Based on these few examples, we hypothesize LuxR solos may enable PGPR to sense and respond to interkingdom signals, facilitating bacterial adaptation to a symbiotic lifestyle and the expression of traits important for plant growth-promoting activities. In the present study, we examined the LuxR-type regulators in the well characterized PGPR strain Pseudomonas chlororaphis subsp. aureofaciens 30–84 (hereafter P. chlororaphis 30–84). This strain was selected as a biological control strain for take-all disease of wheat and was isolated from the roots of wheat grown in a take-all disease suppressive soil (Pierson and Thomashow, 1992; Pierson et al., 2013). Production of phenazines, heterocyclic nitrogen-containing secondary metabolites produced by P. chlororaphis 30–84 were shown to be the primary mechanism of disease suppression (Pierson et al., 1994; Pierson and Pierson, 1996). Phenazine production by P. chlororaphis 30–84 is necessary for effective inhibition of the take-all pathogen Gaeumannomyces graminis var. tritici (Pierson and Thomashow, 1992), persistence of P. chlororaphis 30–84 in the wheat rhizosphere (Mazzola et al., 1992), and biofilm formation (Maddula et al., 2006), and wheat seedling drought tolerance (Mahmoudi et al., 2019). Phenazines are produced by a diversity of prokaryotes and have been shown to play roles in Reactive Oxygen Species (ROS) generation, electron shuttling, and iron chelation in other Pseudomonas species (Pierson and Pierson, 2010; Wang et al., 2010, 2011; Recinos et al., 2012; Das et al., 2015). Phenazine biosynthesis is controlled by a complex network of regulatory genes organized in a hierarchical manner (Pierson et al., 1998; Whistler and Pierson, 2003; Pierson and Pierson, 2010; Wang et al., 2012, 2013; Yu et al., 2018). The heart of this network is control by the LuxR-type transcriptional regulator (PhzR), part of the PhzR/PhzI QS system that directly regulates phenazine biosynthesis (Pierson et al., 1994; Wood and Pierson, 1996). A second set of QS genes CsaR/CsaI, indirectly influences phenazine production (Zhang and Pierson, 2001).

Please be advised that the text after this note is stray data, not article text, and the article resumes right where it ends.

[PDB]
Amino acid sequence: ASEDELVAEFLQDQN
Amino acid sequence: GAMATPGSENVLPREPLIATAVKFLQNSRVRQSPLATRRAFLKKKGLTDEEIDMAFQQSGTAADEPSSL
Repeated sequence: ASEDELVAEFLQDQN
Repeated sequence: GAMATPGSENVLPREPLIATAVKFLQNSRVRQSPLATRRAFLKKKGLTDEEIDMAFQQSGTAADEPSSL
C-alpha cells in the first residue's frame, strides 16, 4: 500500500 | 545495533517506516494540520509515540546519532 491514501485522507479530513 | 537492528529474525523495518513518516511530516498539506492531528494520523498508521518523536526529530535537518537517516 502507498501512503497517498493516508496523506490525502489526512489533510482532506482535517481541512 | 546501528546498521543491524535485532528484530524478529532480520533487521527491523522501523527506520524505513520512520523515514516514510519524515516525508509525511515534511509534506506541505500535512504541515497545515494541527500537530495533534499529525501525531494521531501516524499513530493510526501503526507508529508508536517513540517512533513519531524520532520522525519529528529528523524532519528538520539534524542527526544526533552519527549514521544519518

In our survey for potentially plant-responsive LuxR solo candidates in the genome of P. chlororaphis 30–84, we identified one atypical LuxR solo (PcsR2) based on the observation that pcsR2 expression was highly upregulated when bacteria were grown on wheat roots compared to planktonic culture. We provide evidence that the expression of pcsR2 and the adjacent operon respond to wheat root-derived signals rather than endogenous AHLs, and that PcsR2 is required for this response. We describe bacterial phenotypes modulated by PcsR2. PcsR2 is involved in the expression of bacterial traits that contribute to the utilization of carbon and nitrogen from wheat roots, phenazine biosynthesis, and biofilm production, traits that promote the plant-associated lifestyle and plant growth promoting activity of the bacteria. We discuss the novelty of PcsR2 in relation to other known plant responsive LuxR solos.

Materials and Methods

Bacterial Strains, Plasmids, and Growth Conditions

Bacterial strains and plasmids used in this study are described in Table 1, and primers are listed in Supplementary Table 1. A spontaneous rifampicin-resistant derivative of P. chlororaphis 30–84 was used in all studies and is hereafter referred to as 30–84WT. P. chlororaphis was grown at 28°C in Luria-Bertani (LB) medium (Fisher BioReagentsTM, Hampton, NH), pigment production medium D (PPMD), AB minimal media (AB), AB amended with 0.4% glucose (AB + G), or AB + G amended 2% casamino acids (AB + CAA) media (CAA is from BD Bacto, San Jose, CA), as described previously (Yu et al., 2018). Escherichia coli (E. coli) was grown at 37°C in LB medium. E. coli and P. chlororaphis were grown in liquid culture with agitation (200 rotations per minute) or on solid medium (amended with agar at 15 g/l). Antibiotics were used in the following concentrations for E. coli: kanamycin (Km), gentamicin (Gm), ampicillin (Ap), 5-bromo-4-chloro-3-indolyl-β-D-galactopyranoside (X-gal) at 50, 15, 100, 40 μg/ml, respectively; and for P. chlororaphis: Km, Gm, Ap, rifampicin (Rif), Cycloheximide (Cyclohex) at 50, 50, 100, 100, 100 μg/ml, respectively.

TABLE 1
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Table 1. Strains and plasmids used in this study.

Phylogenetic Analysis of PcsR2